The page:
Wise words from PDSA - Why neutering is vital for protecting our pets

By Nigel Booth
Thursday, 10th March 2022, 8:30 am
Updated Thursday, 10th March 2022, 8:45 am
Ensuring your pet gets the best care PDSA (photo:  Alex Cantrill-Jones/ACJ Media)
Ensuring your pet gets the best care PDSA (photo: Alex Cantrill-Jones/ACJ Media)

Welcome to launch of our regular vet pets column with animal charity PDSA

PDSA is the UK’s largest vet charity, on a mission to improve pet wellbeing through prevention, education and treatment. Support from players of People’s Postcode Lottery helps us reach even more pet owners with vital advice and information.www.pdsa.org.uk

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PDSA advice on new pet ownership

If you recently introduced a new pet to the family, you may be considering having them neutered to prevent unplanned pregnancies or unwanted behaviour.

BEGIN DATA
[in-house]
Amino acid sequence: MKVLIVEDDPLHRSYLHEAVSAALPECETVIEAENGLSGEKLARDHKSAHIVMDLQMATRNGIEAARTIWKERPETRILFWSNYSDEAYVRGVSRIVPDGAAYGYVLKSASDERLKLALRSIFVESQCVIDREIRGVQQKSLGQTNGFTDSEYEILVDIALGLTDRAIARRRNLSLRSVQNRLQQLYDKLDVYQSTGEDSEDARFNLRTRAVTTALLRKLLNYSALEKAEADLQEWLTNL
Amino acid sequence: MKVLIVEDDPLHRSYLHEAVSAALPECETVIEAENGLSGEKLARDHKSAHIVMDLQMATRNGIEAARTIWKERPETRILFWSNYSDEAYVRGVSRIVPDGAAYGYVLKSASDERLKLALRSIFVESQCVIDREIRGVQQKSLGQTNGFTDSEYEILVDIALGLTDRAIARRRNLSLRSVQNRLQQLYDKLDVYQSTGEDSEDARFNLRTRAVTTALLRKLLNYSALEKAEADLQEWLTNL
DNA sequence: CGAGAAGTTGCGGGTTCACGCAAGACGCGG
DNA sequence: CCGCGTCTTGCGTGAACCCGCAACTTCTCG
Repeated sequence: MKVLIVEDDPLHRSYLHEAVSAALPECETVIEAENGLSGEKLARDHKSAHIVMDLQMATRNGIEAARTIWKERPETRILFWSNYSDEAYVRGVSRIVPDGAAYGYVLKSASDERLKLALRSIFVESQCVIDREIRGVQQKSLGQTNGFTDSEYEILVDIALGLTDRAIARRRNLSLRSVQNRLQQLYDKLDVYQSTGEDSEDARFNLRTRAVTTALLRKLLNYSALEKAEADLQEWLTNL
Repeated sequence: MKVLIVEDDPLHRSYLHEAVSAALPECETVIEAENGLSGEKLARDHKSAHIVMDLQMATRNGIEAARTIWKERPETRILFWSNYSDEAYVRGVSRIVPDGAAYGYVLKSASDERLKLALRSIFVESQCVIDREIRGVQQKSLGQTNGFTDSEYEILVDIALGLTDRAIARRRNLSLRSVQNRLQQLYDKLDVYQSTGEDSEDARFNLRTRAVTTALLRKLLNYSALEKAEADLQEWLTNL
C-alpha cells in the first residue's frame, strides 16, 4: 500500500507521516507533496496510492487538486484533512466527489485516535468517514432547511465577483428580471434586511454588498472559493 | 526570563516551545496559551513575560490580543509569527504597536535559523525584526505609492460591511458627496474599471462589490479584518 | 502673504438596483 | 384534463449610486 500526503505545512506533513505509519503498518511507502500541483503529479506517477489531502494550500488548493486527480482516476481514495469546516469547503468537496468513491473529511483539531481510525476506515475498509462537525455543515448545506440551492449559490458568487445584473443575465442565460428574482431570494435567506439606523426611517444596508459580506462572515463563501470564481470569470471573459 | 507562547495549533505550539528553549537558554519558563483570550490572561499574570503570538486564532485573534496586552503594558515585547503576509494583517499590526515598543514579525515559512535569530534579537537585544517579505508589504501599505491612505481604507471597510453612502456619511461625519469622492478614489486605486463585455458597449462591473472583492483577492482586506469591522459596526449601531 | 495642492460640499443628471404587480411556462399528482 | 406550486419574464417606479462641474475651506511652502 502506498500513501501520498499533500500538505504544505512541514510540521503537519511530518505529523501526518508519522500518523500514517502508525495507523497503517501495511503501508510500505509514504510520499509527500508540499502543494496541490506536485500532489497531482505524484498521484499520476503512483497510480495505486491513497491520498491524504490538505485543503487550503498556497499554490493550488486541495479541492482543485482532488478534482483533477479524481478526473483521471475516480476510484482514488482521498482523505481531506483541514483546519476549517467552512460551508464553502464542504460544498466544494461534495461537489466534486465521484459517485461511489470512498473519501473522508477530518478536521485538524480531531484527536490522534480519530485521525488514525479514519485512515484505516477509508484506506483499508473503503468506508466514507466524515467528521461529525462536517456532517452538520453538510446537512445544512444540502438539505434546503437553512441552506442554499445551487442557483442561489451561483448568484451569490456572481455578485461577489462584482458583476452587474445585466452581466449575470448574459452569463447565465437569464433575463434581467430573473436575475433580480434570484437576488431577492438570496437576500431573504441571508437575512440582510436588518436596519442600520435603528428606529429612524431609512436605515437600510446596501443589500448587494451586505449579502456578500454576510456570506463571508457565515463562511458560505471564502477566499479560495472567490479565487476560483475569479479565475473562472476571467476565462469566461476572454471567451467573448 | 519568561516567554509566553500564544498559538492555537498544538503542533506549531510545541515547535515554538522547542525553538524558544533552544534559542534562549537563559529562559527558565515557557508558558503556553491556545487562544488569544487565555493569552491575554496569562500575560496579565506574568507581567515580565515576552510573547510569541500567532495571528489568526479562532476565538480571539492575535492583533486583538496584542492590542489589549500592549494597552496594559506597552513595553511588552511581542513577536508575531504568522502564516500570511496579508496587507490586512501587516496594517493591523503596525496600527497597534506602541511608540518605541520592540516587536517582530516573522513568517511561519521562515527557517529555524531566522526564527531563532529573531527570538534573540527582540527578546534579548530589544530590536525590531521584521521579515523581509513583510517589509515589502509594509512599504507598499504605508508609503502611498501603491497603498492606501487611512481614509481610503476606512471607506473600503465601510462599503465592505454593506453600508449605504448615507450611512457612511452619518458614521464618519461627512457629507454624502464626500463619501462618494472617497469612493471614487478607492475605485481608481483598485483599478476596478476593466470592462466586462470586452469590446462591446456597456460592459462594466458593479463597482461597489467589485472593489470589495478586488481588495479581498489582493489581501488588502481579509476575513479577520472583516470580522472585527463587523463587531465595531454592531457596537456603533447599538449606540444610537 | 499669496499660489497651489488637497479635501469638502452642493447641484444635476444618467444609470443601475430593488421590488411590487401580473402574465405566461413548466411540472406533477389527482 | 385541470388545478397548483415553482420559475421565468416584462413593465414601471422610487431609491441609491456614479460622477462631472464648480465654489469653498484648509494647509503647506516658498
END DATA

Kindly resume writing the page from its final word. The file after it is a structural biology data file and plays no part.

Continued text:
Neutering offers many benefits for your pet and can improve their overall quality of life.

Expert advice

PDSA Vet Nurse Nina Downing said: “Neutering a pet is a procedure regularly carried out by vets and one that your vet or vet nurse will happily chat through with you, so you can weigh up the pros and cons.

"While there are some cases where neutering isn’t advisable, it is recommended in most cases.Positives for pooches

“For canine companions, the best age for neutering is typically from six months old. If your pup is a large breed, however, it may be beneficial to carry out the procedure further down the line."

PDSA look after all kinds of animals

Nina added: "If in doubt, you should always speak to your vet, as they will be able to offer advice on when would be the best time for your pet.

“Neutering prevents male dogs from developing testicular cancer and can reduce the risk of prostate disease. It can also reduce the likelihood of them roaming away from home.

Milo, a cross breed aged five, ate slug pellets from a garden pot but was saved from the brink of death by PDSA Vets

“For female dogs, neutering reduces the chance of developing breast cancer and stops the risk of a very serious infection of the womb called pyometra. It can also reduce the risk of false pregnancies, which can be very upsetting for some dogs.